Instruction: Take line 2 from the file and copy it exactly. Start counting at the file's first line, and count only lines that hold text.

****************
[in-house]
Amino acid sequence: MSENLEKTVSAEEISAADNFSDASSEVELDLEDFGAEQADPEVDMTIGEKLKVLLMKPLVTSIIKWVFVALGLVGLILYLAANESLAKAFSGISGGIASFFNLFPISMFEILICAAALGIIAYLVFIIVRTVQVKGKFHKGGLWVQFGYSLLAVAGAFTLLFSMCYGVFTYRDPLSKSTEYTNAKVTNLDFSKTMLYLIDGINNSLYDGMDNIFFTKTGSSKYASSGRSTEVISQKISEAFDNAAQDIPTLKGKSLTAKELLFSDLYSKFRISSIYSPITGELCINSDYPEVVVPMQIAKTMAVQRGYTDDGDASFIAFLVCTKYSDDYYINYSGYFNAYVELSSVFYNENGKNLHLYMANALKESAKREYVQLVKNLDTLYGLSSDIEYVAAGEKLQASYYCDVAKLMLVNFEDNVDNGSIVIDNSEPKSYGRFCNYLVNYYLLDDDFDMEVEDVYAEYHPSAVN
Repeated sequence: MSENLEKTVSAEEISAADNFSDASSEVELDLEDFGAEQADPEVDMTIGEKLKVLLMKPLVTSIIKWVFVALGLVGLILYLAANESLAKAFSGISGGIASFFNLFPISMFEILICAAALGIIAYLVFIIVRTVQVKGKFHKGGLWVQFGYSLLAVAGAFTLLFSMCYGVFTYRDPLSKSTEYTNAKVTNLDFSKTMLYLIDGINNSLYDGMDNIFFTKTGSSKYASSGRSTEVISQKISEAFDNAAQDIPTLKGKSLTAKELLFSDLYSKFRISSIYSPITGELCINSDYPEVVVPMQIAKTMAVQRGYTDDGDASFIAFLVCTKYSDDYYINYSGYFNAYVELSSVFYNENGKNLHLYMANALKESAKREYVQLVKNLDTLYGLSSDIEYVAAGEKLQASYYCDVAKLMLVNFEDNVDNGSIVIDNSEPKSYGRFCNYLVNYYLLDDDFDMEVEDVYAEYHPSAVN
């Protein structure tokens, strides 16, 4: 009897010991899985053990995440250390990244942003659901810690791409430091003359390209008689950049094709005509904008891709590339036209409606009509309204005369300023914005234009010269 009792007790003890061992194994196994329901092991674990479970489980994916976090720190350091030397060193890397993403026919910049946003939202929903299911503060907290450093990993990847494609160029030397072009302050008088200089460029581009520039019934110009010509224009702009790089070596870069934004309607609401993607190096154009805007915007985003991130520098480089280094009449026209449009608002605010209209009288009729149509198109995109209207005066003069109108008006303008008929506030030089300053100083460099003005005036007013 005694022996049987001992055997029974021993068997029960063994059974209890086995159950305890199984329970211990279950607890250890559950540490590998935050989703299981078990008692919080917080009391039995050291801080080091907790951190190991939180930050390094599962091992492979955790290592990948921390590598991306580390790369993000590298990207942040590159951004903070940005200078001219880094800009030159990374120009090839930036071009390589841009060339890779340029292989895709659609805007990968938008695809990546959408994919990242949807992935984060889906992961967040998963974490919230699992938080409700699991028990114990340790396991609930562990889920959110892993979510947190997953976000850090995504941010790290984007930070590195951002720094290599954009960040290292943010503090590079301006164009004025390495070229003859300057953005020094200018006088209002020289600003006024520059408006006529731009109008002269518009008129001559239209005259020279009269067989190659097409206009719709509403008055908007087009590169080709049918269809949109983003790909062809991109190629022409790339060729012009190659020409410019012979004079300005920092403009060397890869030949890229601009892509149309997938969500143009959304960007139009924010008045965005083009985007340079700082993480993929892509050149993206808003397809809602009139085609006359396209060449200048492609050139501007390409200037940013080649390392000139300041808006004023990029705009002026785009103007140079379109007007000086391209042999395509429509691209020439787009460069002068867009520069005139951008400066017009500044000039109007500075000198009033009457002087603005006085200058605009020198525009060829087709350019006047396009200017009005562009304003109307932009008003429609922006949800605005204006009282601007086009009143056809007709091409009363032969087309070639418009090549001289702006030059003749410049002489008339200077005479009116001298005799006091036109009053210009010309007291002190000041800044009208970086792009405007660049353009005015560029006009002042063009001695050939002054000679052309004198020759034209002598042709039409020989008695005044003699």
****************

Amino acid sequence: MSENLEKTVSAEEISAADNFSDASSEVELDLEDFGAEQADPEVDMTIGEKLKVLLMKPLVTSIIKWVFVALGLVGLILYLAANESLAKAFSGISGGIASFFNLFPISMFEILICAAALGIIAYLVFIIVRTVQVKGKFHKGGLWVQFGYSLLAVAGAFTLLFSMCYGVFTYRDPLSKSTEYTNAKVTNLDFSKTMLYLIDGINNSLYDGMDNIFFTKTGSSKYASSGRSTEVISQKISEAFDNAAQDIPTLKGKSLTAKELLFSDLYSKFRISSIYSPITGELCINSDYPEVVVPMQIAKTMAVQRGYTDDGDASFIAFLVCTKYSDDYYINYSGYFNAYVELSSVFYNENGKNLHLYMANALKESAKREYVQLVKNLDTLYGLSSDIEYVAAGEKLQASYYCDVAKLMLVNFEDNVDNGSIVIDNSEPKSYGRFCNYLVNYYLLDDDFDMEVEDVYAEYHPSAVN